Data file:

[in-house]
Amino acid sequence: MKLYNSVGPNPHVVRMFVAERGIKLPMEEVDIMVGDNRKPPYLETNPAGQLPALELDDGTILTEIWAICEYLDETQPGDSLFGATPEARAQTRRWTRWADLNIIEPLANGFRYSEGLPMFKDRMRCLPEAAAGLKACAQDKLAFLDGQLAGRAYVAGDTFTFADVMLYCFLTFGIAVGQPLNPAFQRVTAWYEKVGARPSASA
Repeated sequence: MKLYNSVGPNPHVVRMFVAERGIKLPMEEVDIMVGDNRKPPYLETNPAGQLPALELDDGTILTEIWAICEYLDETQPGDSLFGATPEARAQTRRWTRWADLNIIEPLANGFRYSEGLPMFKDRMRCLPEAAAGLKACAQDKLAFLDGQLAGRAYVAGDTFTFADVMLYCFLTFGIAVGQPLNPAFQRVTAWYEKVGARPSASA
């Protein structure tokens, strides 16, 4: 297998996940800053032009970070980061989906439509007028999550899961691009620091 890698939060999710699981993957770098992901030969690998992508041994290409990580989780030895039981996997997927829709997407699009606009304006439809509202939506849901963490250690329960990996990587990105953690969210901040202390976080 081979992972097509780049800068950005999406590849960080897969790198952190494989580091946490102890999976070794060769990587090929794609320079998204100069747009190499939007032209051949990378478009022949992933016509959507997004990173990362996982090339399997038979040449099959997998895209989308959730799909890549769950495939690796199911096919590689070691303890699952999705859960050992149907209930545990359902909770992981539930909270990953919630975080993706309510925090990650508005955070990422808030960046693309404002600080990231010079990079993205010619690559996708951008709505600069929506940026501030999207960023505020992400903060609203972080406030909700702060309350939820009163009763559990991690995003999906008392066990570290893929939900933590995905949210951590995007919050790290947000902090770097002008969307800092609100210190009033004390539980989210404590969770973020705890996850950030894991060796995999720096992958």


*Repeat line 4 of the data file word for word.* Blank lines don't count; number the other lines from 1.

């Protein structure tokens, strides 16, 4: 297998996940800053032009970070980061989906439509007028999550899961691009620091 890698939060999710699981993957770098992901030969690998992508041994290409990580989780030895039981996997997927829709997407699009606009304006439809509202939506849901963490250690329960990996990587990105953690969210901040202390976080 081979992972097509780049800068950005999406590849960080897969790198952190494989580091946490102890999976070794060769990587090929794609320079998204100069747009190499939007032209051949990378478009022949992933016509959507997004990173990362996982090339399997038979040449099959997998895209989308959730799909890549769950495939690796199911096919590689070691303890699952999705859960050992149907209930545990359902909770992981539930909270990953919630975080993706309510925090990650508005955070990422808030960046693309404002600080990231010079990079993205010619690559996708951008709505600069929506940026501030999207960023505020992400903060609203972080406030909700702060309350939820009163009763559990991690995003999906008392066990570290893929939900933590995905949210951590995007919050790290947000902090770097002008969307800092609100210190009033004390539980989210404590969770973020705890996850950030894991060796995999720096992958």